Shorten to PM: I want a ‘smooth transition’
Labor Leader Bill Shorten believes he has the upcoming election in the bag, informing Prime Minister Scott Morrison in a letter that his Opposition front bench will try to meet with senior public servants in the coming weeks to ensure a "smooth transition of power".
Mr Shorten has taken the extraordinary step of effectively putting an election deadline on the Coalition government despite it being up to Mr Morrison to decide when the country goes to the polls.
While it is widely speculated the election will be held by May 18, so that the election of both houses of parliament are held at the same time, there does not technically need to be a lower house election until August.
In the letter, Mr Shorten said the pre-election guidelines state the Opposition has the right to seek public service briefings in the three months before an election - which he deemed to be now.
The government would likely argue that access would only begin once an election was called or three months out from August.
Mr Shorten said in his letter the pre-election briefings were "intended to ensure a smooth transfer of power if an election results in a change of government".
"This letter serves as notice that the Opposition intends to begin exercising its right to seek public service briefings under the guidelines, noting that we have now passed the three month deadline from the effective expiry of the parliament," Mr Shorten states.
"According to the Parliamentary Library, the latest date for a regular House of Representatives and half-Senate election is 18 May, 2019.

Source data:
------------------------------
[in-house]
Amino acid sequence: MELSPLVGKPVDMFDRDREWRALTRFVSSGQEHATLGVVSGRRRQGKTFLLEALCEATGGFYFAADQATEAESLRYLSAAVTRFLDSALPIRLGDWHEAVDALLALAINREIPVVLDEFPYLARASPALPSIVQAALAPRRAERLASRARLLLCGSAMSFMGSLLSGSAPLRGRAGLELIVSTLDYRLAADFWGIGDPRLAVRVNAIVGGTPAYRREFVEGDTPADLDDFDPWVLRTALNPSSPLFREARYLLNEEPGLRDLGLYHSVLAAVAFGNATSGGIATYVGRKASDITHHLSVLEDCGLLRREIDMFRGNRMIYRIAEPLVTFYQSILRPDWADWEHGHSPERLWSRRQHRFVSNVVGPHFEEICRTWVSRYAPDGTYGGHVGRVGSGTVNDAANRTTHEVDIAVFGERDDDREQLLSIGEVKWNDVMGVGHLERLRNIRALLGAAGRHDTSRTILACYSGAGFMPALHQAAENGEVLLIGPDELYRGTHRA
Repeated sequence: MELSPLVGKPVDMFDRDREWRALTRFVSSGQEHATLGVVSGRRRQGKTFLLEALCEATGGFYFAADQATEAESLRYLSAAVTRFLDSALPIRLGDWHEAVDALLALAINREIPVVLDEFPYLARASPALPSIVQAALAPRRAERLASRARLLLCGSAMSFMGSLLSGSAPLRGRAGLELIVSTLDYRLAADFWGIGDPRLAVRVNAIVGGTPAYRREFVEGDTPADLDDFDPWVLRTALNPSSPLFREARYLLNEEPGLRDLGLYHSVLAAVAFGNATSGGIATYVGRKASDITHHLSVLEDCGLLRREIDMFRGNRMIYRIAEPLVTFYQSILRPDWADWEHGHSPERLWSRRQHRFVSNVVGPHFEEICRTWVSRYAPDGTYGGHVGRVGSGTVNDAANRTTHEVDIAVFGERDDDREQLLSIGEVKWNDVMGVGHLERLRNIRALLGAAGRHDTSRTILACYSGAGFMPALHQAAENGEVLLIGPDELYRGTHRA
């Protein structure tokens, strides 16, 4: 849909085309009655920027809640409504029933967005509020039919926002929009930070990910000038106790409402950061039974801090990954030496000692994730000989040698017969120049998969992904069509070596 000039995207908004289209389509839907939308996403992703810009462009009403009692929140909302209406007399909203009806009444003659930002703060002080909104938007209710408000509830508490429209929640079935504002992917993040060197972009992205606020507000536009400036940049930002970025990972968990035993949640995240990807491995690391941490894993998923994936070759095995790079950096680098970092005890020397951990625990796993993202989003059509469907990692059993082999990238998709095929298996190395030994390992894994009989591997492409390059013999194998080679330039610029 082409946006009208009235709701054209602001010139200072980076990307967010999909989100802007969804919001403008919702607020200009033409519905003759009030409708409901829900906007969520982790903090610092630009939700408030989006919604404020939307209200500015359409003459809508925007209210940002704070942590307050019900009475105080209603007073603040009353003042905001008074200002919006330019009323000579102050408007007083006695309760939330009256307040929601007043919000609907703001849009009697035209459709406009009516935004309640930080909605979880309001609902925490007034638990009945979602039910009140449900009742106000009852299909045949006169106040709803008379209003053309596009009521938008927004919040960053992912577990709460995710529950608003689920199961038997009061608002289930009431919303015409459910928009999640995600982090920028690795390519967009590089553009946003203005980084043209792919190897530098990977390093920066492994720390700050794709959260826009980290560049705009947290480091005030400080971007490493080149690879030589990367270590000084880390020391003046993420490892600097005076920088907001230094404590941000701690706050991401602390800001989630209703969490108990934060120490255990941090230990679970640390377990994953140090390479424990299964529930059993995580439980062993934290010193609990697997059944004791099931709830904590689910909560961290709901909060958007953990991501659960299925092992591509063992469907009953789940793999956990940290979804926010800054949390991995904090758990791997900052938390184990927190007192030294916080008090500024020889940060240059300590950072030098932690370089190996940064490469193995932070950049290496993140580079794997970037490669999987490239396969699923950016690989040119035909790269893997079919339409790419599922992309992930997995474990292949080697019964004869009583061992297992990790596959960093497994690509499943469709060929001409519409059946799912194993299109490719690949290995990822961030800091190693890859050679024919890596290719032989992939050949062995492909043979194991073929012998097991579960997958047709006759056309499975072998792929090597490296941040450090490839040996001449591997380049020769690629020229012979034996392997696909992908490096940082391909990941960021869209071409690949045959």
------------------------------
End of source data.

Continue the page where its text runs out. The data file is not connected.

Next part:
"The three month deadline from the effective expiry of the parliament is therefore 18 February, 2019.
"Opposition Shadow Ministers will contact departmental secretaries to begin arranging briefings in coming days."
Mr Shorten yesterday accused the government of avoiding talking about real issues, claiming it was instead focused on a fear campaign over boats and medical transfers.
"This is a government who doesn't want to talk about their record. They just want to run a despicable and shameful fear campaign," he said.
Last week Home Affairs boss Mike Pezzullo told Senate Estimates the medevac bill would signal the "unravelling of regional processing" to people smugglers regardless of the fact it would not apply to any new asylum seekers detained.
But seemingly at odds with Mr Shorten's claims, the PM was in Tasmania and Victoria yesterday, announcing initiatives that do not relate to asylum seekers. He announced more funding for water infrastructure and a city deal for Hobart which he did not characterise as election commitments. "Everything that I'm announcing all around the country, is fully committed in the budgets and in the forward estimates.''
SHORTEN SHIFTS ON BOATS AGAIN
Mr Shorten backflipped yesterday for a second time on the issue of bringing asylum seekers to Christmas Island for medical treatment.
After first being against the idea, then giving it his support last week, Mr Shorten has again gone cold on the plan, yesterday declaring he does not support boat people from Manus Island and Nauru being sent to Christmas Island for medical transfers.
The Labor Leader initially called the Morrison government's decision to reopen the detention centre a "political gesture" before last week issuing an about-face, saying it was "fine".
Yesterday, a wavering Mr Shorten said: "In terms of the government wanting to talk about medical treatment and Christmas Island, I'm not falling for that bait. The reality is that Christmas Island doesn't have very much in the way of medical care."
The double backflip comes as The Daily Telegraph can reveal the medical organisations the government must employ on the independent medical transfer review panel - which has the final say on who comes to Australia for treatment - have already declared they want to end offshore processing.
The panel includes representatives of the Australian Medical Association, the Royal Australian and New Zealand College of Psychiatrists and the Royal Australasian College of Physicians - bodies which have either stated their opposition to offshore detention or want ill asylum seekers brought here. Immigration Minister David Coleman said Labor had "up-ended" Australia's border protection policies.
"Under Labor's law the government of Australia no longer decides who comes to Australia," he said.